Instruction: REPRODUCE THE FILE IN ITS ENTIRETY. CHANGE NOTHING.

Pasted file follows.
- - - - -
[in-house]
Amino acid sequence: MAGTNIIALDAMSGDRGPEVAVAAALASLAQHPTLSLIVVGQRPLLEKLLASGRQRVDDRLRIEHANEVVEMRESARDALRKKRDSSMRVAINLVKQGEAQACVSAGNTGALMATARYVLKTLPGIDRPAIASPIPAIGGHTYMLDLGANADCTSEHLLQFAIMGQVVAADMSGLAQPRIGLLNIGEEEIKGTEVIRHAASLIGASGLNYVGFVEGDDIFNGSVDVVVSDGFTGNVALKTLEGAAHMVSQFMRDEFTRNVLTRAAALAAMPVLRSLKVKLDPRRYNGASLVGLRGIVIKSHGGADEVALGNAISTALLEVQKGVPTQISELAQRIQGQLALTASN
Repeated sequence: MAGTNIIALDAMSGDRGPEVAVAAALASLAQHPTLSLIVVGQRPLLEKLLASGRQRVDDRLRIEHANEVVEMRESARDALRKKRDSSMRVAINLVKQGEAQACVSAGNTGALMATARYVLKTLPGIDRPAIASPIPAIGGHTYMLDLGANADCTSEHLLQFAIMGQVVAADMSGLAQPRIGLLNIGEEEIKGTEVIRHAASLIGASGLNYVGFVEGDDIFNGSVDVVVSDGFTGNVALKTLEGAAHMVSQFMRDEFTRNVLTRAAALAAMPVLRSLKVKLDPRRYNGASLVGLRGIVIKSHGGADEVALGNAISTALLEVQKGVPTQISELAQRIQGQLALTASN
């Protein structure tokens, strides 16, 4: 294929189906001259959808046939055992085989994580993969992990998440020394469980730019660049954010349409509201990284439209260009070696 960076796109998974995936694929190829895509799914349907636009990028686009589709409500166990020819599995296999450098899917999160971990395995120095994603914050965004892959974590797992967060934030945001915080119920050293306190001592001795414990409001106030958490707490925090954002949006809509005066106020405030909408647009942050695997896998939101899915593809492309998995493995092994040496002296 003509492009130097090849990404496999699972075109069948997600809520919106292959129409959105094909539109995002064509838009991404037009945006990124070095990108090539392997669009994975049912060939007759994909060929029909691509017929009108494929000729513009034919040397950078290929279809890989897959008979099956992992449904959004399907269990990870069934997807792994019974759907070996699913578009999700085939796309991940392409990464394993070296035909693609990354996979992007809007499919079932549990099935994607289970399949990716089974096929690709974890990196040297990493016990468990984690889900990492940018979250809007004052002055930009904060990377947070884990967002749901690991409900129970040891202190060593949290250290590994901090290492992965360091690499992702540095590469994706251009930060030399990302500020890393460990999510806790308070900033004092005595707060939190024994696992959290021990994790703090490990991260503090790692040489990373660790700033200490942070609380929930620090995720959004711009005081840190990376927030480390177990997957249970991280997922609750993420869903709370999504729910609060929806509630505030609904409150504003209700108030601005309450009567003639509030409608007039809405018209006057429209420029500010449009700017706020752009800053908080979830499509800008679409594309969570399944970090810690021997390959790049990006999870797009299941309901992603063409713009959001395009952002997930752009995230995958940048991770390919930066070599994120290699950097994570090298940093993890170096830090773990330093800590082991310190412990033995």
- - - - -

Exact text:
[in-house]
Amino acid sequence: MAGTNIIALDAMSGDRGPEVAVAAALASLAQHPTLSLIVVGQRPLLEKLLASGRQRVDDRLRIEHANEVVEMRESARDALRKKRDSSMRVAINLVKQGEAQACVSAGNTGALMATARYVLKTLPGIDRPAIASPIPAIGGHTYMLDLGANADCTSEHLLQFAIMGQVVAADMSGLAQPRIGLLNIGEEEIKGTEVIRHAASLIGASGLNYVGFVEGDDIFNGSVDVVVSDGFTGNVALKTLEGAAHMVSQFMRDEFTRNVLTRAAALAAMPVLRSLKVKLDPRRYNGASLVGLRGIVIKSHGGADEVALGNAISTALLEVQKGVPTQISELAQRIQGQLALTASN
Repeated sequence: MAGTNIIALDAMSGDRGPEVAVAAALASLAQHPTLSLIVVGQRPLLEKLLASGRQRVDDRLRIEHANEVVEMRESARDALRKKRDSSMRVAINLVKQGEAQACVSAGNTGALMATARYVLKTLPGIDRPAIASPIPAIGGHTYMLDLGANADCTSEHLLQFAIMGQVVAADMSGLAQPRIGLLNIGEEEIKGTEVIRHAASLIGASGLNYVGFVEGDDIFNGSVDVVVSDGFTGNVALKTLEGAAHMVSQFMRDEFTRNVLTRAAALAAMPVLRSLKVKLDPRRYNGASLVGLRGIVIKSHGGADEVALGNAISTALLEVQKGVPTQISELAQRIQGQLALTASN
């Protein structure tokens, strides 16, 4: 294929189906001259959808046939055992085989994580993969992990998440020394469980730019660049954010349409509201990284439209260009070696 960076796109998974995936694929190829895509799914349907636009990028686009589709409500166990020819599995296999450098899917999160971990395995120095994603914050965004892959974590797992967060934030945001915080119920050293306190001592001795414990409001106030958490707490925090954002949006809509005066106020405030909408647009942050695997896998939101899915593809492309998995493995092994040496002296 003509492009130097090849990404496999699972075109069948997600809520919106292959129409959105094909539109995002064509838009991404037009945006990124070095990108090539392997669009994975049912060939007759994909060929029909691509017929009108494929000729513009034919040397950078290929279809890989897959008979099956992992449904959004399907269990990870069934997807792994019974759907070996699913578009999700085939796309991940392409990464394993070296035909693609990354996979992007809007499919079932549990099935994607289970399949990716089974096929690709974890990196040297990493016990468990984690889900990492940018979250809007004052002055930009904060990377947070884990967002749901690991409900129970040891202190060593949290250290590994901090290492992965360091690499992702540095590469994706251009930060030399990302500020890393460990999510806790308070900033004092005595707060939190024994696992959290021990994790703090490990991260503090790692040489990373660790700033200490942070609380929930620090995720959004711009005081840190990376927030480390177990997957249970991280997922609750993420869903709370999504729910609060929806509630505030609904409150504003209700108030601005309450009567003639509030409608007039809405018209006057429209420029500010449009700017706020752009800053908080979830499509800008679409594309969570399944970090810690021997390959790049990006999870797009299941309901992603063409713009959001395009952002997930752009995230995958940048991770390919930066070599994120290699950097994570090298940093993890170096830090773990330093800590082991310190412990033995």